E. J. H.
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The year 1765 was in a doldrums of medical progress. Auenbrugger had published Inventum Novum ex Percussione Thoracis Humani . . . in 1761, and Heberden was to describe in 1768 the definitive features of angina pectoris. Not much later, Withering was to establish the use of digitalis. Typified chiefly by such particular advances in method, practice, and clinical description, the eighteenth century was hardly stirred by winds of concept like those that had blown through the seventeenth century and were to freshen thought again in the century ahead. Harvey and Malpighi had already set their foundations for modern medicine,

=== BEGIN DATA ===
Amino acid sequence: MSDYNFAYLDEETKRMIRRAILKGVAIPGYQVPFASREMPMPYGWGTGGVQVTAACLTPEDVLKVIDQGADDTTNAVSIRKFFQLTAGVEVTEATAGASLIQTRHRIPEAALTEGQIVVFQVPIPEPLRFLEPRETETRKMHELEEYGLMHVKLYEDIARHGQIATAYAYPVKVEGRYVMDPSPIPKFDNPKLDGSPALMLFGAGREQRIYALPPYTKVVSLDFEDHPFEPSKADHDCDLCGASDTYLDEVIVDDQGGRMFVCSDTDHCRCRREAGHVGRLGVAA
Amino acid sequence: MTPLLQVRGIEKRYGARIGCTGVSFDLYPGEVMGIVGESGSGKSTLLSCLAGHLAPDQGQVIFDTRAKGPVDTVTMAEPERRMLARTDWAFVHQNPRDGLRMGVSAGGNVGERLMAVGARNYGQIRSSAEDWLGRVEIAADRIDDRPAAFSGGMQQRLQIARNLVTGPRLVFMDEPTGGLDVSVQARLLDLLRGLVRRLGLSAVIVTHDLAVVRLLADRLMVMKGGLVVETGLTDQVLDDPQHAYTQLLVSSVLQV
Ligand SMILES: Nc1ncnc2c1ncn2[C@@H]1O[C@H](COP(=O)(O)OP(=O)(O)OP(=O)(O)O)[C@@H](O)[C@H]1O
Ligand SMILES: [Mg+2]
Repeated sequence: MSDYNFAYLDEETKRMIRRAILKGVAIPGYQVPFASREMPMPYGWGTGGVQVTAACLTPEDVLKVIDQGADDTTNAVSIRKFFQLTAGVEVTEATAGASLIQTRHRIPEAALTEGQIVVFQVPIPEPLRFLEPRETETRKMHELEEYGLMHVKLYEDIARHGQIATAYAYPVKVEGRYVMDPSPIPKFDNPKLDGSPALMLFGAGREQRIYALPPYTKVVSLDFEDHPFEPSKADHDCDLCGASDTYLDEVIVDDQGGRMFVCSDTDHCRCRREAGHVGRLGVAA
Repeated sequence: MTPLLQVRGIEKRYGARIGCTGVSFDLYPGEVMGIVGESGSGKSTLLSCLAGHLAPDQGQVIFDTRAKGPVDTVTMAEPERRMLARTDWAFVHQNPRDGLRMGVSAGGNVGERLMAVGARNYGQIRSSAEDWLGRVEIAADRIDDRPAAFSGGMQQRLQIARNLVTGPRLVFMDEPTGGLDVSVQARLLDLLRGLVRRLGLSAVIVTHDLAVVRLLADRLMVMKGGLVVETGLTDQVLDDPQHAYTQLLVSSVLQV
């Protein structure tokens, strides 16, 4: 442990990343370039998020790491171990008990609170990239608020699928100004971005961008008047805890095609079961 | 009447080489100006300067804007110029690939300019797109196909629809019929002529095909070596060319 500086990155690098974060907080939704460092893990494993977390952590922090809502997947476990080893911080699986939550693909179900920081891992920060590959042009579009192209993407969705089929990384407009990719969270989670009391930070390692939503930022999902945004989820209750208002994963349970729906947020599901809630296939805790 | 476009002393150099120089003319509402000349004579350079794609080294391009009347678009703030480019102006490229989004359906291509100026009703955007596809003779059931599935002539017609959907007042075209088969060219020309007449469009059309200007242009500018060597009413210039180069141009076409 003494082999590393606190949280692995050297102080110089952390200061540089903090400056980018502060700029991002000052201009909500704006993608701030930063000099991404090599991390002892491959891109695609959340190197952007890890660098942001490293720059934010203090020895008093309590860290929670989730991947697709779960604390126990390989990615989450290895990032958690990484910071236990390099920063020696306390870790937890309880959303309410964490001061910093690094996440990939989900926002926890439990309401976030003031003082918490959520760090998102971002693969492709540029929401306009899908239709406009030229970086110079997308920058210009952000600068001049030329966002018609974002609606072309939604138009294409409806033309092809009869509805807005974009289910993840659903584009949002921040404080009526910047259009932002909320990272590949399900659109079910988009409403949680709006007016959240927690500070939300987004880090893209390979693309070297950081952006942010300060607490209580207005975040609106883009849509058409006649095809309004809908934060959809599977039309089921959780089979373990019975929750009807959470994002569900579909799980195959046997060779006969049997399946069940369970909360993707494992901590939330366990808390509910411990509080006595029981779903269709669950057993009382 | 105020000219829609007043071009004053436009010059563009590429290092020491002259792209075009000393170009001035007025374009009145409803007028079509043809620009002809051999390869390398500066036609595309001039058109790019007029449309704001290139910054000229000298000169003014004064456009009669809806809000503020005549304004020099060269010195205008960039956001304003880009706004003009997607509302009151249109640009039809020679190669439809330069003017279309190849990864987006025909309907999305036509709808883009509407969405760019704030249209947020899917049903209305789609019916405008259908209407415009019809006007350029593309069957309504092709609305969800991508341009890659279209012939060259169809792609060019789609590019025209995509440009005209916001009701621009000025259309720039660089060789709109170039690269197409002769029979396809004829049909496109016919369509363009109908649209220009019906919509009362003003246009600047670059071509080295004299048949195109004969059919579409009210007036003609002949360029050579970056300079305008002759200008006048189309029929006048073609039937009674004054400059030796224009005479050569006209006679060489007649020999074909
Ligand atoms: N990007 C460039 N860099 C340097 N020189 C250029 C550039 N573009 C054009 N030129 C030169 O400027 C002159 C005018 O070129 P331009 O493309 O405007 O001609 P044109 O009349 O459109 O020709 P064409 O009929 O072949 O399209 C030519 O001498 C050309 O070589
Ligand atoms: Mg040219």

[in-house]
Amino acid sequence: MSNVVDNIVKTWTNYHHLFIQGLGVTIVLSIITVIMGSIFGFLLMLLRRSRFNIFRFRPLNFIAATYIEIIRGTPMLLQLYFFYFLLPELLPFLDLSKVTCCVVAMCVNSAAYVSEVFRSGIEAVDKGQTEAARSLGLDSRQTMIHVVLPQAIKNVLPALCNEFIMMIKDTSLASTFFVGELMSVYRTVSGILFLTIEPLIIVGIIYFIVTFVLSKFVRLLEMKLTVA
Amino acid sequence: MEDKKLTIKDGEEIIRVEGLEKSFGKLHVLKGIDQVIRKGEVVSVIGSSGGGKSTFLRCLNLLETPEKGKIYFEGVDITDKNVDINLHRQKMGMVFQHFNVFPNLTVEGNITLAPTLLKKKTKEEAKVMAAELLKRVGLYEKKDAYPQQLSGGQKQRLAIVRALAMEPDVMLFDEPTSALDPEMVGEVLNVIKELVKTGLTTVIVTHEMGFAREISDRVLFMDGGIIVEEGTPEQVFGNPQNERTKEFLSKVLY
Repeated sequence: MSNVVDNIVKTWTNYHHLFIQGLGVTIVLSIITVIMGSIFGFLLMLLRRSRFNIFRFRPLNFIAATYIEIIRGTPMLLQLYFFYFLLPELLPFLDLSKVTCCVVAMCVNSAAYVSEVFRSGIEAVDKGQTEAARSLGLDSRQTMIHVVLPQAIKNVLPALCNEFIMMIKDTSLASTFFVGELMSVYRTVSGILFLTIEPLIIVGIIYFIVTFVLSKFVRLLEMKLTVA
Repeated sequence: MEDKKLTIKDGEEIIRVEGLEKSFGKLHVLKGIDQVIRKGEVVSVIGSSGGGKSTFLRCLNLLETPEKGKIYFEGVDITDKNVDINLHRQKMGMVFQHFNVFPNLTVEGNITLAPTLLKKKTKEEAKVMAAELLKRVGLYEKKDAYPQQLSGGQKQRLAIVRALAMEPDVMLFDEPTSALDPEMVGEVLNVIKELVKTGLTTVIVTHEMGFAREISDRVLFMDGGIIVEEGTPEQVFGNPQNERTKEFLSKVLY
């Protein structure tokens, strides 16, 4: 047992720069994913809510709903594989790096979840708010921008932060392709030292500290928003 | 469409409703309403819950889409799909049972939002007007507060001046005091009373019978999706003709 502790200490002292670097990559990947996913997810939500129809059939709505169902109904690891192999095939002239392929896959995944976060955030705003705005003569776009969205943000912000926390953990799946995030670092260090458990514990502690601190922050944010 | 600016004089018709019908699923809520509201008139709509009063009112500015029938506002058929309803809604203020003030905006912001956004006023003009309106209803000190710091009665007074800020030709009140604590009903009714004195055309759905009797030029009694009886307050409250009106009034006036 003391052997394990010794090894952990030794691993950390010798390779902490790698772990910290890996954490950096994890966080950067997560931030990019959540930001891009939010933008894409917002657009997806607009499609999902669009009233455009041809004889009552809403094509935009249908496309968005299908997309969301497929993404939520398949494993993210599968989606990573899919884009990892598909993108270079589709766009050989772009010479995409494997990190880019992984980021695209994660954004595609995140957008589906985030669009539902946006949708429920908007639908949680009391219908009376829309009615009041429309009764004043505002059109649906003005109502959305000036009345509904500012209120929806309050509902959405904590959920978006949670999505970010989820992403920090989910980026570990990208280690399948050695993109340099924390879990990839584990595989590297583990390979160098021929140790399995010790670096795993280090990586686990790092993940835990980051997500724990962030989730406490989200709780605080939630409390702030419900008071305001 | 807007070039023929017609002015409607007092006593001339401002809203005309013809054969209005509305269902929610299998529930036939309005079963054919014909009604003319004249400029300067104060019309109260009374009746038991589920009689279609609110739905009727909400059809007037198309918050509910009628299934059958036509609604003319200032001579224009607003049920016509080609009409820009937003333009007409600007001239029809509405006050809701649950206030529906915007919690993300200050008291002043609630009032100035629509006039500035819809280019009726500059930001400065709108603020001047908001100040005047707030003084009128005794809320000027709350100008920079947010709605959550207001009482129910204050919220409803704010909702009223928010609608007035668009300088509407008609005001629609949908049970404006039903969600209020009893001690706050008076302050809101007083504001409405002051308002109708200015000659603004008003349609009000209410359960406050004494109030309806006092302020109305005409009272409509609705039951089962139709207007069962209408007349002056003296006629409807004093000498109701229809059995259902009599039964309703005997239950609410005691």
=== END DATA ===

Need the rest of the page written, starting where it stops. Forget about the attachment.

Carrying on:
H. EJ. Two Centuries of a Medical School. Ann Intern Med. 1965;62:1061–1062. doi: 10.7326/0003-4819-62-5-1061
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Published: Ann Intern Med. 1965;62(5):1061-1062.
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